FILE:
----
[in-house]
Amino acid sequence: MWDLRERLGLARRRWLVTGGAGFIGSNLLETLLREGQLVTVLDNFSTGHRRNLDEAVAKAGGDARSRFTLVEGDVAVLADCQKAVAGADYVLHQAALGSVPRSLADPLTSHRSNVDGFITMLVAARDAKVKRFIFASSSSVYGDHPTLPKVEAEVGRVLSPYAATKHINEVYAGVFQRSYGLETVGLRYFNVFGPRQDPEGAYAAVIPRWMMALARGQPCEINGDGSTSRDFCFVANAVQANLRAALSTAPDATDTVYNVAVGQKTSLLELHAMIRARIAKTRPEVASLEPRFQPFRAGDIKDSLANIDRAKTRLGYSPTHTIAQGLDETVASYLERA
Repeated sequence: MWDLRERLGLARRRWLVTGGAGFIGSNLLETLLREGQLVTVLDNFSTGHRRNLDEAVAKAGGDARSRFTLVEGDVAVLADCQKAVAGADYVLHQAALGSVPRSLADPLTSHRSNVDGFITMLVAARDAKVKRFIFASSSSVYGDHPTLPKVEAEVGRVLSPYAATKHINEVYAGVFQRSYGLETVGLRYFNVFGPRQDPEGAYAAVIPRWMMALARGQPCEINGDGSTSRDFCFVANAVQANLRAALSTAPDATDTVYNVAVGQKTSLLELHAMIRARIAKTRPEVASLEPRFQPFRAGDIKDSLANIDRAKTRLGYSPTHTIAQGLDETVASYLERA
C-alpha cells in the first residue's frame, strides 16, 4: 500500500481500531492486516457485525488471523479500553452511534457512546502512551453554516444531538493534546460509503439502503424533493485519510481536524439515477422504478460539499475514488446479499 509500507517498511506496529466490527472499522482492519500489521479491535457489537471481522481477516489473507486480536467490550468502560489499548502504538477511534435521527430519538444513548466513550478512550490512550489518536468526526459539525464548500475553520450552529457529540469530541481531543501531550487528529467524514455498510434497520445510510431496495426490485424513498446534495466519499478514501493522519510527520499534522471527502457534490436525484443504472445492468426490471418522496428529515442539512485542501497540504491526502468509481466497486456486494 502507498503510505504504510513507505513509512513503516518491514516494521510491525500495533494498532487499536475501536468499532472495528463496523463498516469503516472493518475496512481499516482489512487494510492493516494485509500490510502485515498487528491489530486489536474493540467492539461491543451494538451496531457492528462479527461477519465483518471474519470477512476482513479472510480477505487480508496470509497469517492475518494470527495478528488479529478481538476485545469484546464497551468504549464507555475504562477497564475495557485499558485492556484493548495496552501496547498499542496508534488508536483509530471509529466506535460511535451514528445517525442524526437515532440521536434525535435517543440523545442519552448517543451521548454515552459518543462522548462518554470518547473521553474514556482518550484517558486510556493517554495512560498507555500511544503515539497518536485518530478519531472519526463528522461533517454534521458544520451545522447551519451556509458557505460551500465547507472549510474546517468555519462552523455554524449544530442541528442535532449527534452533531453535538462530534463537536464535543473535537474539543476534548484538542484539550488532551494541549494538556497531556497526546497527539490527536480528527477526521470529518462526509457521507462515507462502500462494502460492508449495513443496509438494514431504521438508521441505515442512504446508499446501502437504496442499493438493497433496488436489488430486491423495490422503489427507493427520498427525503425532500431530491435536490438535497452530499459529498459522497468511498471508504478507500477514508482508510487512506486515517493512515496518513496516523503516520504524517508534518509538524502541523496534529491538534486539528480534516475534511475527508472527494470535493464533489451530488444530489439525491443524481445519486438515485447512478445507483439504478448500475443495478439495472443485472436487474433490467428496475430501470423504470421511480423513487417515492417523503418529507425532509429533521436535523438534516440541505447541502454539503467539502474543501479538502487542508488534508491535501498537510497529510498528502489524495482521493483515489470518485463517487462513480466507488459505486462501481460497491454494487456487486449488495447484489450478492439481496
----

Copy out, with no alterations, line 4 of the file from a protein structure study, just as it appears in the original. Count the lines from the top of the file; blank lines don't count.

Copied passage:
C-alpha cells in the first residue's frame, strides 16, 4: 500500500481500531492486516457485525488471523479500553452511534457512546502512551453554516444531538493534546460509503439502503424533493485519510481536524439515477422504478460539499475514488446479499 509500507517498511506496529466490527472499522482492519500489521479491535457489537471481522481477516489473507486480536467490550468502560489499548502504538477511534435521527430519538444513548466513550478512550490512550489518536468526526459539525464548500475553520450552529457529540469530541481531543501531550487528529467524514455498510434497520445510510431496495426490485424513498446534495466519499478514501493522519510527520499534522471527502457534490436525484443504472445492468426490471418522496428529515442539512485542501497540504491526502468509481466497486456486494 502507498503510505504504510513507505513509512513503516518491514516494521510491525500495533494498532487499536475501536468499532472495528463496523463498516469503516472493518475496512481499516482489512487494510492493516494485509500490510502485515498487528491489530486489536474493540467492539461491543451494538451496531457492528462479527461477519465483518471474519470477512476482513479472510480477505487480508496470509497469517492475518494470527495478528488479529478481538476485545469484546464497551468504549464507555475504562477497564475495557485499558485492556484493548495496552501496547498499542496508534488508536483509530471509529466506535460511535451514528445517525442524526437515532440521536434525535435517543440523545442519552448517543451521548454515552459518543462522548462518554470518547473521553474514556482518550484517558486510556493517554495512560498507555500511544503515539497518536485518530478519531472519526463528522461533517454534521458544520451545522447551519451556509458557505460551500465547507472549510474546517468555519462552523455554524449544530442541528442535532449527534452533531453535538462530534463537536464535543473535537474539543476534548484538542484539550488532551494541549494538556497531556497526546497527539490527536480528527477526521470529518462526509457521507462515507462502500462494502460492508449495513443496509438494514431504521438508521441505515442512504446508499446501502437504496442499493438493497433496488436489488430486491423495490422503489427507493427520498427525503425532500431530491435536490438535497452530499459529498459522497468511498471508504478507500477514508482508510487512506486515517493512515496518513496516523503516520504524517508534518509538524502541523496534529491538534486539528480534516475534511475527508472527494470535493464533489451530488444530489439525491443524481445519486438515485447512478445507483439504478448500475443495478439495472443485472436487474433490467428496475430501470423504470421511480423513487417515492417523503418529507425532509429533521436535523438534516440541505447541502454539503467539502474543501479538502487542508488534508491535501498537510497529510498528502489524495482521493483515489470518485463517487462513480466507488459505486462501481460497491454494487456487486449488495447484489450478492439481496